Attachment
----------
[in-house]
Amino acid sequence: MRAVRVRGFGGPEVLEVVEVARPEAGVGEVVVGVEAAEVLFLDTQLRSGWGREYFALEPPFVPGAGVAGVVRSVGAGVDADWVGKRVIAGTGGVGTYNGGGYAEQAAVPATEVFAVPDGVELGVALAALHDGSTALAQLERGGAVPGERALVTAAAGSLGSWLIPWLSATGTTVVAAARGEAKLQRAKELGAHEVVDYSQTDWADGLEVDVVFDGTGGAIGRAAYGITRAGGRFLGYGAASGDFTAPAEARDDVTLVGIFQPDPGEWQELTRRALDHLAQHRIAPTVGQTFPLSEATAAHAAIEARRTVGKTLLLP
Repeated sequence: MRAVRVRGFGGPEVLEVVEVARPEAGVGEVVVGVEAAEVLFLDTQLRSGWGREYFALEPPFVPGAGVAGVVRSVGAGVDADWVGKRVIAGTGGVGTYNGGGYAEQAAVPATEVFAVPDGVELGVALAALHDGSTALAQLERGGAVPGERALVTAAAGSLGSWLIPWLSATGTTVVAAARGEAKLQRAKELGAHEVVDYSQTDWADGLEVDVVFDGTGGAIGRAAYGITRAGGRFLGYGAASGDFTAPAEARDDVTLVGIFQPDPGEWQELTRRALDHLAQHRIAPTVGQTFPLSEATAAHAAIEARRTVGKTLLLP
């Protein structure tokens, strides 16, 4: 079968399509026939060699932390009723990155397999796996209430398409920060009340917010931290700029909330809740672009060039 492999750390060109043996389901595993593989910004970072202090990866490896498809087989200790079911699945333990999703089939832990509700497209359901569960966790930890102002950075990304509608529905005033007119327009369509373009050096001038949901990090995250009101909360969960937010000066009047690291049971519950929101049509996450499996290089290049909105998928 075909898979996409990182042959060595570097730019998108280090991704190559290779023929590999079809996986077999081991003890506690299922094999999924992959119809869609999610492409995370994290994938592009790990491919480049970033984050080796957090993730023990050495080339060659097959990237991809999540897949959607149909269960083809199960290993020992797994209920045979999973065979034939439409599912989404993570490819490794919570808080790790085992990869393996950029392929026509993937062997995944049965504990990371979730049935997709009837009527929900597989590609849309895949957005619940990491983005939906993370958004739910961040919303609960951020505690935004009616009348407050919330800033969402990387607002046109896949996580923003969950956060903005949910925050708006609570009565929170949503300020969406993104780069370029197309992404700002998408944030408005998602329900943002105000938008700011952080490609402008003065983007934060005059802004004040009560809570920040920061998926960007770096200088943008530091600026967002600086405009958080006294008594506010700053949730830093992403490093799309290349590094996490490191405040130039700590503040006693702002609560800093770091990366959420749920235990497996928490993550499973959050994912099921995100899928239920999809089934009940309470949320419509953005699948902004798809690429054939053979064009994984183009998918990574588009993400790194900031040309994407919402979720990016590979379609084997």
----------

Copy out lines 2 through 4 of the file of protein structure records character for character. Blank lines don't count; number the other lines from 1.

Amino acid sequence: MRAVRVRGFGGPEVLEVVEVARPEAGVGEVVVGVEAAEVLFLDTQLRSGWGREYFALEPPFVPGAGVAGVVRSVGAGVDADWVGKRVIAGTGGVGTYNGGGYAEQAAVPATEVFAVPDGVELGVALAALHDGSTALAQLERGGAVPGERALVTAAAGSLGSWLIPWLSATGTTVVAAARGEAKLQRAKELGAHEVVDYSQTDWADGLEVDVVFDGTGGAIGRAAYGITRAGGRFLGYGAASGDFTAPAEARDDVTLVGIFQPDPGEWQELTRRALDHLAQHRIAPTVGQTFPLSEATAAHAAIEARRTVGKTLLLP
Repeated sequence: MRAVRVRGFGGPEVLEVVEVARPEAGVGEVVVGVEAAEVLFLDTQLRSGWGREYFALEPPFVPGAGVAGVVRSVGAGVDADWVGKRVIAGTGGVGTYNGGGYAEQAAVPATEVFAVPDGVELGVALAALHDGSTALAQLERGGAVPGERALVTAAAGSLGSWLIPWLSATGTTVVAAARGEAKLQRAKELGAHEVVDYSQTDWADGLEVDVVFDGTGGAIGRAAYGITRAGGRFLGYGAASGDFTAPAEARDDVTLVGIFQPDPGEWQELTRRALDHLAQHRIAPTVGQTFPLSEATAAHAAIEARRTVGKTLLLP
């Protein structure tokens, strides 16, 4: 079968399509026939060699932390009723990155397999796996209430398409920060009340917010931290700029909330809740672009060039 492999750390060109043996389901595993593989910004970072202090990866490896498809087989200790079911699945333990999703089939832990509700497209359901569960966790930890102002950075990304509608529905005033007119327009369509373009050096001038949901990090995250009101909360969960937010000066009047690291049971519950929101049509996450499996290089290049909105998928 075909898979996409990182042959060595570097730019998108280090991704190559290779023929590999079809996986077999081991003890506690299922094999999924992959119809869609999610492409995370994290994938592009790990491919480049970033984050080796957090993730023990050495080339060659097959990237991809999540897949959607149909269960083809199960290993020992797994209920045979999973065979034939439409599912989404993570490819490794919570808080790790085992990869393996950029392929026509993937062997995944049965504990990371979730049935997709009837009527929900597989590609849309895949957005619940990491983005939906993370958004739910961040919303609960951020505690935004009616009348407050919330800033969402990387607002046109896949996580923003969950956060903005949910925050708006609570009565929170949503300020969406993104780069370029197309992404700002998408944030408005998602329900943002105000938008700011952080490609402008003065983007934060005059802004004040009560809570920040920061998926960007770096200088943008530091600026967002600086405009958080006294008594506010700053949730830093992403490093799309290349590094996490490191405040130039700590503040006693702002609560800093770091990366959420749920235990497996928490993550499973959050994912099921995100899928239920999809089934009940309470949320419509953005699948902004798809690429054939053979064009994984183009998918990574588009993400790194900031040309994407919402979720990016590979379609084997």